GENEVA (24 November 2014) – The UN Committee against Torture will be holding a news conference to discuss the concluding observations of its 53rd session on Friday 28 November at 14:00 in Press Room III, Palais des Nations in Geneva. The Committee will share with the UNOG-based press corps advance copies of its Concluding Observations, strictly embargoed until 14:00 on 28 November.
Among the issues discussed during the session:
SWEDEN: Restrictions on remand prisoners; excessive length of pre-trial detention; wide use of solitary confinement; no separate juvenile justice system; coercive measures, including physical restraints and isolation in psychiatric institutions and hospitals; detention of asylum seekers and irregular immigrants; race hate crimes; absence of definition of torture as defined in the Convention against Torture.
UKRAINE: Slow investigations, lack of accountability regarding excessive use of force by police in connection with protests since November 2013; reports of torture, ill-treatment, enforced disappearances, killings in areas under control of armed groups, notably in Donetsk and Lugansk regions; high rate of mortality among prisoners, mainly from tuberculosis; increase in the number of deaths and suicides in custody; high rate of domestic violence.
VENEZUELA: Large number of detentions; allegations of torture and ill-treatment of people detained after demonstrations February-July 2014; military participation in halting demonstrations and attacks allegedly committed by pro-government armed groups; attacks on and intimidation against human rights defenders; independence of the judiciary; the case of judge Maria Lourdes Afiuni.
BURUNDI: Allegations of torture and ill-treatment by law enforcement officials and prison officers; sub-standard conditions of detention; no independent body to monitor places of detention; high numbers in custody and pre-trial detention; political violence; the Truth and Reconciliation Commission.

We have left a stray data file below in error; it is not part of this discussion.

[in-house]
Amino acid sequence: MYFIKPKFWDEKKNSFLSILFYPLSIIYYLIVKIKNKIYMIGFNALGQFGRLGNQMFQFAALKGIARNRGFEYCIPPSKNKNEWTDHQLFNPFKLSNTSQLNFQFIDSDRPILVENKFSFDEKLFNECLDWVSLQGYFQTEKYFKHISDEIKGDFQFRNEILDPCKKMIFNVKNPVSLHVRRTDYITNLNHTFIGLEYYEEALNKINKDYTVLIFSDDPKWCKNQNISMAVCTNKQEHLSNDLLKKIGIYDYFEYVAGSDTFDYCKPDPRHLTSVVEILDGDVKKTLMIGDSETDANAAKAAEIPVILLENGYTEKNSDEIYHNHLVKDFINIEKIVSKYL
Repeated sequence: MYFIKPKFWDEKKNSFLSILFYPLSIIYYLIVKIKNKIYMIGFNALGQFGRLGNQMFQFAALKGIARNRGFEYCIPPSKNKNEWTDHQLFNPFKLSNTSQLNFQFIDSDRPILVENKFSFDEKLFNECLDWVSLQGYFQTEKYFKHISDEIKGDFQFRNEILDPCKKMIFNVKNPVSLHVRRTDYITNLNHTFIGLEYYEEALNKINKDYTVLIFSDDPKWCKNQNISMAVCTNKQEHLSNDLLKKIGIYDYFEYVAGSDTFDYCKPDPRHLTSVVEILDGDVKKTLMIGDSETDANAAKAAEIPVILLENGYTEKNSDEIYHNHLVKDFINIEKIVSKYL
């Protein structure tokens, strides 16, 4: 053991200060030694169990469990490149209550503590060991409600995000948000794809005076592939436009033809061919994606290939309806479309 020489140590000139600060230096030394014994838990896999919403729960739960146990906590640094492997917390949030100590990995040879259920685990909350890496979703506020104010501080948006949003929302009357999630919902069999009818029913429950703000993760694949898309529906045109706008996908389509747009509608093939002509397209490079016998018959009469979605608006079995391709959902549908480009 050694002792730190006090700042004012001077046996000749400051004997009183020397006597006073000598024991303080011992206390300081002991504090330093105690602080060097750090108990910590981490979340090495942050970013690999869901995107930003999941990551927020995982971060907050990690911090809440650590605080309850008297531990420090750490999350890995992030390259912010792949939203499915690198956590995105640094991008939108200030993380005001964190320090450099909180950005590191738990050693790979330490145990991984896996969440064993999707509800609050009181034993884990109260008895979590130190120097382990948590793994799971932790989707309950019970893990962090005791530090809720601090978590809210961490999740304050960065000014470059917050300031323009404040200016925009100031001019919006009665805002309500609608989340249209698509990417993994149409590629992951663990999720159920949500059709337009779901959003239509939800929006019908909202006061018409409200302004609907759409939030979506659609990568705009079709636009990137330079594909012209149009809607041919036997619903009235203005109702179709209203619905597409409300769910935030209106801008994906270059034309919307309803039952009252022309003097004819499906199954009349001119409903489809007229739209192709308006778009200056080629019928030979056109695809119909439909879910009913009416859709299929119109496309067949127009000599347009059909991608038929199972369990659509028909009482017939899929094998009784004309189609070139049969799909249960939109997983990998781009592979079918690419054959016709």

AUSTRALIA: Violence against women; trafficking in persons; indigenous people in the criminal justice system; compliance with non-refoulement obligations under the Convention; mandatory immigration detention for unauthorised arrivals, including children; offshore processing of asylum seekers claims; work of the Royal Commission into Institutional Responses to Child Sexual Abuse.
USA: Extraterritorial application of the Convention; inquiries into allegations of torture overseas; Guantanamo Bay detention facilities, transfer of detainees and reliance on diplomatic assurances; interrogation techniques; solitary confinement; use of death penalty; sexual violence, including rape, in prisons; excessive use of force by police, police brutality; sexual abuse in the US military.
CROATIA: Failure to guarantee access to fundamental legal safeguards against torture for detainees, such as immediate access to a lawyer; insufficient monitoring of places of deprivation of liberty; amnesties for acts of torture; violence against women; situation of people in psychiatric establishments; lack of information regarding application of non-refoulement principle.
KAZAKHSTAN: Torture and ill-treatment to extract "voluntary confessions" to show crimes solved; disregard of complaints about torture in judicial proceedings; forced placement in psychiatric institutions of anti-corruption activists, human rights defenders; high number of deaths in custody, especially of persons infected with HIV/AIDs; high incidence of violence among prisoners; use of internal troops, including masked guards, to maintain security in prison.
The concluding observations will be published here on Friday 28 November after 14:00:
For media inquiries, please contact Liz Throssell, UN Human Rights Media Unit
+41 (0) 22 917 9466 or + 41 (0) 79 752 0488 / firstname.lastname@example.org
For media requests regarding the Committee against Torture, please contact
Patrice Gillibert +41 (0) 22 917 9332 /email@example.com
More about the Committee against Torture:
UN Human Rights, follow us on social media: